Top 5 Myths About Sampling and Copyright Law
#1. Sampling is piracy.
Piracy describes the wholesale, verbatim copying and distribution of copyrighted works. That is not sampling; that’s something entirely different. Piracy involves counterfeiting an entire copyrighted work — as is — and distributing it for profit. In total contrast, the art of sampling involves the creative transformation of small pieces of recordings into new original works.
#2. You can legally sample and use any recording up to 1, 2, 3, or 4 seconds.
Under existing copyright law, there is no clear, predetermined length (amount in seconds) that is “legally” permissible to sample. Recording artists who sample copyrighted recordings under the misapprehension that they are operating within the law are vulnerable to infringement suits by copyright holders.
Note, however, copyright law allows for fair use of copyrighted works; in this case, sound recordings. This means that some sample uses do not rise to copyright infringement. In a fair use inquiry made by the courts, the amount of the copied (appropriated) work used in the new work is just one factor. And although there is no predetermined length that automatically guarantees that a use will meet the fair use threshold, it’s generally recognized that the less copied, the more likely the use will be a fair use. In my book, The Art of Sampling, I include a very detailed explanation of fair use, along with comprehensive descriptions of how to sample and use samples in ways that are more likely to be fair use.
#3. If you use samples on a free mixtape, it’s perfectly O.K.
A free mixtape does NOT permit you to use samples from copyrighted recordings without the permission of the copyright holders. It does not matter if the mixtape is free or not. Without the permission of the copyright holders, you run the risk of being sued for copyright infringement. (However, bear in mind that some sample uses on a mixtape may meet the fair use threshold.) That said, when making a free mixtape, honestly consider the notoriety of your work. In other words, taking a chance is often less riskier for lesser known or unknown recording artists. And if a sample-based mixtape can help you increase your exposure, the trade off of gaining critical exposure in exchange for the possible “cease and desist” letter or even the threat of a lawsuit isn’t necessarily a bad thing.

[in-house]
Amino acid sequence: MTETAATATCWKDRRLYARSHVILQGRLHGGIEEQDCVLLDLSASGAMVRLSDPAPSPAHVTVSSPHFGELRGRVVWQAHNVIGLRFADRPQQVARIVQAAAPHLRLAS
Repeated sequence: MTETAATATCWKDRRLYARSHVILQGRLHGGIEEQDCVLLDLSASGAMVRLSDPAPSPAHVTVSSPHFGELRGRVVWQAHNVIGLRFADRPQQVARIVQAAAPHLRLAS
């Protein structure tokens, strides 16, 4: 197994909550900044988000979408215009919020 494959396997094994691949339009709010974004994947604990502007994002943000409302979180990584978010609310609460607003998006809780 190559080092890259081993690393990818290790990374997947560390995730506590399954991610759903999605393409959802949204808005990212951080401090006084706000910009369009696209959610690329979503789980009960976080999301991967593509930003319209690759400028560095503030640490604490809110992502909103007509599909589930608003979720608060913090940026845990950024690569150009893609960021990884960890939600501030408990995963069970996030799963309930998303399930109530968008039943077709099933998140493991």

Think of it this way: If your free mixtape brings you notoriety — in terms of good press, show bookings, and the like — then that’s a great. It’s a chance to take, but a minimal one in terms of what you can gain. Far too many people buy into the myth and conjecture surrounding infamous copyright infringement lawsuits, without ever learning the facts — or without any consideration of the artists and their high-profile status — that made such lawsuits infamous in the first place.
If you want to really gain a solid understanding of copyright law and the implications that it holds for sample-based music, read my book, The Art of Sampling.
#.4 Sampling is easy; there’s nothing to it. Anyone can do it well.
For those not familiar with the art of sampling, the general presumption is that it is not a musical process; that there isn’t any creativity, originality, ingenuity, or skill involved in it; that it is simply the non-discretionary act of “taking other peoples’ music;” or that it’s not substitute for traditional musicianship. This is certainly not true. Sampling is an art form that requires technical skill, imagination, and artistic understanding. The art of sampling demands much of those who seek to develop a high skill for it. It requires loads of time, research, and a commitment to the study of pre-recorded—usually decades-old—music. Still, as with any art form, there are certainly different degrees of creativity, execution, and originality.
#5. Sampling involves the use of pre-recorded songs only.
While the art of sampling is most commonly understood to include the use of pre-recorded songs (traditionally from vinyl records), source material for sampling includes any recorded sound or sound that can be recorded. This means everything from sounds in movies to sounds in nature, and everything in between.
The art of sampling — one of the most innovative music processes to emerge in the late-twentieth century — stands today as both a celebrated art form and a cultural activity within the hip hop/rap music tradition and beyond. The Art of Sampling by Amir Said (author of The BeatTips Manual), examines this complex and controversial music process, and brings forth a study that illuminates its history, creative mechanics, and philosophy, while also exploring the implications that it holds for copyright law.
The Art of Sampling, which contains everything found in the “Art of Sampling” chapter of The BeatTips Manual, 6th Edition, plus additional information and a crucial Copyright Law Part, is divided into three primary parts, including an in-depth History part, a robust Instruction (“how-to”) part, and a highly comprehensive and accessible Copyright Law part. Truly the most comprehensive exploration of sampling in the hip hop/rap music tradition and copyright law ever written, and one of the most striking and poignant music studies to come along in years.
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